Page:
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THE INDIAN INSTITUTE OF PLANNING & MANAGEMENT

Low Cost Carriers ( LCCs ) Revolution or DelusionThe low cost airline industry has changed the definition of airlines that air travel is a luxury and it is only for the upper segment of the population. The key objective of low cost carriers is to increase their reach and provide the services to a large segment. In India, low cost carriers came into existence in 2003 when Air Deccan launched its first low cost airline and that was the first move to open the doors of the airlines industry for middle class.

LCCs has not only ended the monopoly of the regular airlines, but it has also given the Indian Railways a run for their money. The middle class and the upper middle class are slowly getting inclined towards air travel as their preferred mode of travel. The increasing level of disposable income in this segment has also been an important contributor to the change in preference of the Indian consumers towards air travel. Another major driver is the booming tourism industry in India. However, the low cost airline segment is facing challenges of increasing competition, rising fuel prices and inadequate infrastructure.

However, the LCCs have regularly been questioned in regards to their sustainability in the long run. The LCC model started off very brightly but despite of its bright start, it has taken a beating in terms of profitability in the past few years. Even the LCC model is not recession proof was clearly proven during the dark slowdown periods. Low cost carriers have made heavy losses and many mergers and takeovers have taken place. These airlines also constantly complain of being over burdened by the tax levels and serious doubts have been cast over their future as the poor infrastructure in terms of airports is also not helping their cause.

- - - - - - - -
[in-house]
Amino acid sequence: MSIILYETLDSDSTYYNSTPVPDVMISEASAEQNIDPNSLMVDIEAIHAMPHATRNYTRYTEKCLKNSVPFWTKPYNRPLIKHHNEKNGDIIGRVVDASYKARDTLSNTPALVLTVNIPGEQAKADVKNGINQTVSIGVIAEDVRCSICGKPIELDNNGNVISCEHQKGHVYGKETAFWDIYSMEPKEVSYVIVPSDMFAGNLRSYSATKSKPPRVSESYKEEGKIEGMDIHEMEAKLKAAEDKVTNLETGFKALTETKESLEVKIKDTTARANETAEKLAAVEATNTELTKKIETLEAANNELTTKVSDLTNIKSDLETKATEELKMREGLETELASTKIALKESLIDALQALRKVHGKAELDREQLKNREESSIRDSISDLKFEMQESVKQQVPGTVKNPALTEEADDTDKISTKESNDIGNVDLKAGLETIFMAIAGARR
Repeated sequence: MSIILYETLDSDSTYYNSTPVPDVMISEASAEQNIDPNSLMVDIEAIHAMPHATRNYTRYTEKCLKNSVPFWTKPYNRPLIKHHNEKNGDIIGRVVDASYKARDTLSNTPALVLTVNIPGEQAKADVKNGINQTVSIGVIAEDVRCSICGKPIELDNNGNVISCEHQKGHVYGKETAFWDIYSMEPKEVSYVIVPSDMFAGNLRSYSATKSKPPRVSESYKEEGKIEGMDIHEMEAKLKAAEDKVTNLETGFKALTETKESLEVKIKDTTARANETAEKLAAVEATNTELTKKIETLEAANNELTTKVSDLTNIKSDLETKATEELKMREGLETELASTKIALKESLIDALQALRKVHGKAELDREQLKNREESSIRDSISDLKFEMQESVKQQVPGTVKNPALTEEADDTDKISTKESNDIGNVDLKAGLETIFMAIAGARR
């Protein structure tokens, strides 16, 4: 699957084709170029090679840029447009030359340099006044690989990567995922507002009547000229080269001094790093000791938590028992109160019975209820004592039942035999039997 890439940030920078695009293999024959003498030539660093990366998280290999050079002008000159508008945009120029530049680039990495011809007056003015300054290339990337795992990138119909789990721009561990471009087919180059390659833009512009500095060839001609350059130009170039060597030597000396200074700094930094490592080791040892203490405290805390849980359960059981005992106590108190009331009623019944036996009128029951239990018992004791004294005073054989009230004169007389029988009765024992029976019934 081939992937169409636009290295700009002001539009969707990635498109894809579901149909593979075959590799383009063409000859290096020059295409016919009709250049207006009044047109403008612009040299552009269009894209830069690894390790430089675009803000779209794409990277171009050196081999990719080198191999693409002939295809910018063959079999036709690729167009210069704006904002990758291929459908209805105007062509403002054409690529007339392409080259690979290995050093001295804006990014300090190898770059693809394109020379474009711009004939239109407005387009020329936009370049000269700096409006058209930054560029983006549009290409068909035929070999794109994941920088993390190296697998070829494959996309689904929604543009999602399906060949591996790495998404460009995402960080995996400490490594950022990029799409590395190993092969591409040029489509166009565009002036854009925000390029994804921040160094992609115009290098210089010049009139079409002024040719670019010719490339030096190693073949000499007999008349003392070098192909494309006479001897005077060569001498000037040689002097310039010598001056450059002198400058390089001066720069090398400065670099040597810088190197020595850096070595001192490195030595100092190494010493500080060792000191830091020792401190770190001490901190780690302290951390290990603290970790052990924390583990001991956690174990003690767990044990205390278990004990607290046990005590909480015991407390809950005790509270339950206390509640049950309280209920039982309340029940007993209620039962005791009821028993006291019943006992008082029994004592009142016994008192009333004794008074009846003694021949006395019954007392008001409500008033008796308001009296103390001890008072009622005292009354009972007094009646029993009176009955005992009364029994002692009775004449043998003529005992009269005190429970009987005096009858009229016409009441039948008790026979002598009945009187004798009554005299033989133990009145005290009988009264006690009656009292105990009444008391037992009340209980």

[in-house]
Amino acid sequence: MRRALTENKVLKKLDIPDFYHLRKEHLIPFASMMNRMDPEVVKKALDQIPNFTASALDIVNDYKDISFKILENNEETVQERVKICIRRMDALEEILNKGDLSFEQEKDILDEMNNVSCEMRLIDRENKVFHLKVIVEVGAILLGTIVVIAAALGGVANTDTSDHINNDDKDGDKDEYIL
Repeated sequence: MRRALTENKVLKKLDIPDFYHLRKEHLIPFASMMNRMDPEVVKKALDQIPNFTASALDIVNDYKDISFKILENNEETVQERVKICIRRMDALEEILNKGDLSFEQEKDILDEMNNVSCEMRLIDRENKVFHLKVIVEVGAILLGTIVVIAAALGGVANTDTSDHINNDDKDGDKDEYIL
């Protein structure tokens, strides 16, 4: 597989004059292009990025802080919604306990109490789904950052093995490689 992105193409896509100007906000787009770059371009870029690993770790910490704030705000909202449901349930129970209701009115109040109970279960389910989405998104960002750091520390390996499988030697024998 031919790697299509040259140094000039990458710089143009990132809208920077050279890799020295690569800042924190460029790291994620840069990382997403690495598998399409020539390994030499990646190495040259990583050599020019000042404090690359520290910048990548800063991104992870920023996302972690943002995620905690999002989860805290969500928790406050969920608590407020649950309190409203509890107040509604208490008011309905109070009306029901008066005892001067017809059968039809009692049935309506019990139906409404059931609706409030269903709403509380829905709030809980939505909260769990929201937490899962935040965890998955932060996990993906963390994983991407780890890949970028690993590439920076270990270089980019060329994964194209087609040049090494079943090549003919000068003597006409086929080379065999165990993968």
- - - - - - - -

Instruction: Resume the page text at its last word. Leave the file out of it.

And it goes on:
Kingfisher Red (formerly Air Deccan) is the market leader, holding the maximum share in LCC market, followed by Jetlite, Air India Express, GoAir, and Indigo, who are making the competition stiffer. Kingfisher Red enjoys the first mover advantage in terms of access to a large number of overnight parking spaces and landing & take-off slots during the peak period.

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THE INDIAN INSTITUTE OF PLANNING & MANAGEMENT

The Players of the Indian LCC Market are as follows.y y y y y y

Kingfisher Red Indigo Air Spice Jet Go Air Jet Lite Indian (formerly Indian Airlines) is also contemplating entry into the LCC segment.

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THE INDIAN INSTI